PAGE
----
On Thanksgiving Day, Bart gets the entire family mad at him and runs away from home. When he sees what life is like on the seedy side of town (and ends up on the evening news), he realizes how good things are for him and returns home.
It is Thanksgiving, and Lisa is making a centerpiece for Thanksgiving which honors women such as Georgia O'Keeffe, Susan B. Anthony and Marjory Stoneman Douglas (who worked her whole life to preserve the Florida Everglades). Meanwhile, Bart gets in Marge's way in the kitchen as she is trying to cook Thanksgiving dinner, while Homer watches Macy's Thanksgiving Day Parade and football on TV.
When the guests—Grandpa, Patty, Selma, and Mother Bouvier—assemble at the table, Lisa brings in her carefully-crafted centerpiece and proudly shows it off. Bart brings in the turkey, and he complains that the centerpiece is blocking space for the turkey. Bart and Lisa get into a fight, and in the ensuing chaos, the centerpiece lands in the fireplace and quickly burns up. Lisa runs to her room in tears, and Bart's parents send him to his room as punishment.
After Marge consoles Lisa, she tells Bart he can come downstairs to dinner on the condition he apologize. Bart scoffs at the directive and is told to stay in his room. Bart decides he doesn't have to take his mother's punishment and decides to run away. Homer throws out Santa's Little Helper when he tries to eat some of Bart's turkey, and Bart takes him with him.
First, Bart sneaks into Burns' mansion, where he attempts to grab a freshly baked pie. However, Bart is caught. Bart and Santa's Little Helper then wander to the seedy part of town, and Bart donates his blood plasma at a blood bank for $12.
Bart then goes to a soup kitchen, which is serving Thanksgiving dinner to homeless people. There, Kent Brockman is doing a report on the dinner, where he delivers a self-serving commentary on how the patrons—vagrants, the homeless and alcoholics—are forgotten on Thanksgiving. Later, Brockman interviews Bart, where—on live TV—he mocks his family and refuses to apologize. The family sees the report on TV, and Homer immediately calls the police (well, after he calls the operator saying, "Get me the number for 9-1-1!").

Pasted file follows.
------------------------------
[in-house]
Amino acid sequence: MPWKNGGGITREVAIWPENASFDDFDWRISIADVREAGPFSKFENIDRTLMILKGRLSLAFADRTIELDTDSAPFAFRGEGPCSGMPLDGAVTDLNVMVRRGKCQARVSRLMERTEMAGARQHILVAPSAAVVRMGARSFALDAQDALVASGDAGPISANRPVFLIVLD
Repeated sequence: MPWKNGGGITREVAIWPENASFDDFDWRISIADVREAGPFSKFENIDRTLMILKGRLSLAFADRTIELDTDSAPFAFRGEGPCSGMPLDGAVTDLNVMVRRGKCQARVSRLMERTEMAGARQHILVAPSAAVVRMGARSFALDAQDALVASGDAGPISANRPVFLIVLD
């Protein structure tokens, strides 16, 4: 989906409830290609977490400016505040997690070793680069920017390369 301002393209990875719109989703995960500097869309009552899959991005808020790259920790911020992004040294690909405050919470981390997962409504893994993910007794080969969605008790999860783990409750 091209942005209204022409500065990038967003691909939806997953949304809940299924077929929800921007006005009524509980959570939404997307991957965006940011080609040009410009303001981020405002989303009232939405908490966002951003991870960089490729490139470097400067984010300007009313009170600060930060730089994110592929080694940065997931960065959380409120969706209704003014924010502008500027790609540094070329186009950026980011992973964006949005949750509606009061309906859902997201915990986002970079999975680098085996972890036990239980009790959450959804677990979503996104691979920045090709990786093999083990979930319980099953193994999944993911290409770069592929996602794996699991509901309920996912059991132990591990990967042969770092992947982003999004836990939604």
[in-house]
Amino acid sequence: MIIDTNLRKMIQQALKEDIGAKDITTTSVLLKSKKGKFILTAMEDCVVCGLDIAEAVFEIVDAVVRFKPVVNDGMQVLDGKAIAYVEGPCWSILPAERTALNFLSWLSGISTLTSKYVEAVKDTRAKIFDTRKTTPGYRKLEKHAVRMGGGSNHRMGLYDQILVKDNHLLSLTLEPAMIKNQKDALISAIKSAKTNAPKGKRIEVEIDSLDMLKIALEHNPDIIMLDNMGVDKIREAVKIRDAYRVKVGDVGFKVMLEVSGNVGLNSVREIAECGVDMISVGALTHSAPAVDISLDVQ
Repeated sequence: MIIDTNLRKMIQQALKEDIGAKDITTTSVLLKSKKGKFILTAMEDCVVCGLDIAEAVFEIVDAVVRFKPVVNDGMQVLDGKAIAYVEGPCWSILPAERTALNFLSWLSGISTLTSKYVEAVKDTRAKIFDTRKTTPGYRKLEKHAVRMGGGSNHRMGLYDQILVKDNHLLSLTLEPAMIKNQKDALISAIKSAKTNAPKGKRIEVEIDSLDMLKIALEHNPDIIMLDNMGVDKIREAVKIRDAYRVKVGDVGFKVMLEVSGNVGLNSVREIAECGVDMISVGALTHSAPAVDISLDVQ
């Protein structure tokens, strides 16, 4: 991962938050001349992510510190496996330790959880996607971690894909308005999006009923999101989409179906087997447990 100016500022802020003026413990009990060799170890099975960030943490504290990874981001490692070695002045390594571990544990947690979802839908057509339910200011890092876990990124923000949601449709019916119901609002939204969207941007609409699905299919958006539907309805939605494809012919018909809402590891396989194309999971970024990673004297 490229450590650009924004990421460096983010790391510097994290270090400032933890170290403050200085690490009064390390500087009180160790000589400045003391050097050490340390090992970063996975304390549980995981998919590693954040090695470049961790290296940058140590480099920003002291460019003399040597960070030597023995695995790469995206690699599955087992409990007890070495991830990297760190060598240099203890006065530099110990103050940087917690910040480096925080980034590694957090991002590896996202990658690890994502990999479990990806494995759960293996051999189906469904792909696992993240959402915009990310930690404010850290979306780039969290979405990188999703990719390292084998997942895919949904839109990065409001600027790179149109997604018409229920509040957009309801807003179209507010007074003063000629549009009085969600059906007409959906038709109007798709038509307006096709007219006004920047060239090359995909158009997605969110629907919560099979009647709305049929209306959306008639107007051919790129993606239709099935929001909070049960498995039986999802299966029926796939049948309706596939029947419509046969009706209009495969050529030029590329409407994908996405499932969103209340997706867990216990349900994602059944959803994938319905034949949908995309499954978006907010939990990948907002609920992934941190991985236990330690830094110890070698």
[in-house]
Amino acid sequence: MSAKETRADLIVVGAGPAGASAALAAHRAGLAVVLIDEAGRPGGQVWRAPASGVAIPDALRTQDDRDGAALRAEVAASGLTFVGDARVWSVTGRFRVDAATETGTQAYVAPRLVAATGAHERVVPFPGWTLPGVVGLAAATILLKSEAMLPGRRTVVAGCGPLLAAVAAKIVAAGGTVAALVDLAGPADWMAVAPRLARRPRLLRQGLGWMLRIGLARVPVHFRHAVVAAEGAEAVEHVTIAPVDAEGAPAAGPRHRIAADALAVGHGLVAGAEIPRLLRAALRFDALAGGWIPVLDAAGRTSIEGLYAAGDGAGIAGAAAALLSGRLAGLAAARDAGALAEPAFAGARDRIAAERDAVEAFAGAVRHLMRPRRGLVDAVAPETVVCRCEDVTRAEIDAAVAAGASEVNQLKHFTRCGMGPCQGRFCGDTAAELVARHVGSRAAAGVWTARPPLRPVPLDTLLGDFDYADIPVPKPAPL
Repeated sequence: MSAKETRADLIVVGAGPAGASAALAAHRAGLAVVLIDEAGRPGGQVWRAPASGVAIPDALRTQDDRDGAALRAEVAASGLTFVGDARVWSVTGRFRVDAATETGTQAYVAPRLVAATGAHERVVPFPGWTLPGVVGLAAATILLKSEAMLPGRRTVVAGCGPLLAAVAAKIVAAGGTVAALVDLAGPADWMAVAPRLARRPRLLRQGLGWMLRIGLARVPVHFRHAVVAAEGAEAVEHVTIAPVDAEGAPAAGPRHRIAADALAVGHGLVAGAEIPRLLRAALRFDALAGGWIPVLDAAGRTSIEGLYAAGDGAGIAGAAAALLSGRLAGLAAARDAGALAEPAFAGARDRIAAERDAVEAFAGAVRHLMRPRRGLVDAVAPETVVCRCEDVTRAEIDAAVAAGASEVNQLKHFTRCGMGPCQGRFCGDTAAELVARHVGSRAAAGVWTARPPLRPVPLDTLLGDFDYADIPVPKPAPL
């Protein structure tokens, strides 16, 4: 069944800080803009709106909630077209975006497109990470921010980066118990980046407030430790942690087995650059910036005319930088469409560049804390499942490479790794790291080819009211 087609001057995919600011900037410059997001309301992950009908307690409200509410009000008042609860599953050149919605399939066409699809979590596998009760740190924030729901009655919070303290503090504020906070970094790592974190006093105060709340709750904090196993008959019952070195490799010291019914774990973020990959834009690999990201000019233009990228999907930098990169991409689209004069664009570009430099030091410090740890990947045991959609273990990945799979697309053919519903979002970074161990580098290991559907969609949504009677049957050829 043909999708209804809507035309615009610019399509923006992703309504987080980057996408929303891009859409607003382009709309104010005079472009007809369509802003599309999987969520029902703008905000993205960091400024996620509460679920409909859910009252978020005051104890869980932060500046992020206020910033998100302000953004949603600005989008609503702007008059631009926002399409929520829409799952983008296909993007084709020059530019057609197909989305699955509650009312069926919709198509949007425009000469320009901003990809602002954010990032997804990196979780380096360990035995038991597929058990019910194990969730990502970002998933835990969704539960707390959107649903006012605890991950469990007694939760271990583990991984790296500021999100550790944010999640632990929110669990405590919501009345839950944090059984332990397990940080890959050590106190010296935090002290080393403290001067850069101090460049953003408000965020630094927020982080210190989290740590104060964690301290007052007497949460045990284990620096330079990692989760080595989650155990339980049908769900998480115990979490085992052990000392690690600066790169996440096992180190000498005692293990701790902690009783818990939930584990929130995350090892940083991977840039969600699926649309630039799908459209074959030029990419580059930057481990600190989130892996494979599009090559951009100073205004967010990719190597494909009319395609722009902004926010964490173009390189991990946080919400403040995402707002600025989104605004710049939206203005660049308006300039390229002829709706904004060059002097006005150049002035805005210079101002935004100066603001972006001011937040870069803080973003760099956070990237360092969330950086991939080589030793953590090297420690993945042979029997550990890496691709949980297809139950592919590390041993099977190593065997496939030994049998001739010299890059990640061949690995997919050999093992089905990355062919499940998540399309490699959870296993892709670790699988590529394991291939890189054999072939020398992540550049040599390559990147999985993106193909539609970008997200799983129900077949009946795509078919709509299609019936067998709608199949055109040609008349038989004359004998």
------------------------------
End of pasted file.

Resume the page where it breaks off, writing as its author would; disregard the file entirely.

As Bart walks out of the shelter, one of the bums asks Bart if he's got a home. Bart reveals that he stays with "this family" (referring to his own home), and seeing how the bums need the money more than he does, offers the money he got from his blood donation to the bums. A remorseful Bart, realizing how he has more than the bums with whom he shared Thanksgiving, decides to return home.
However, once he arrives home, Bart considers what his folks might say to him. He imagines himself being greeted warmly and offering an apology, but then they scornfully mock him and laugh in his face as he grovels an apology, then begin to blame him for everything (Grandpa being old, Homer being bald, Maggie not talking, America for losing its spirit). Bart decides to wait outside a little bit longer to sort out his feelings.
Meanwhile, as Homer and Marge are interviewed by the police, Lisa is upstairs, writing in her diary and conceding defeat. She begins to cry, after which Bart—who is on the roof—calls her outside. There, the two discuss what happened, and Bart still refuses to apologize at the belief that he has done nothing wrong. Lisa tells him to look deeper. Bart comes to realize that he hurt her feelings by destroying something that she considered dear. Bart apologizes and Lisa happily accepts and kisses him.
Finally, Homer leads the family in prayer, as they thank God for "one more crack at togetherness," as they enjoy an 11 p.m. Thanksgiving of leftovers and displaying the thankful spirit that was absent from the earlier debacle.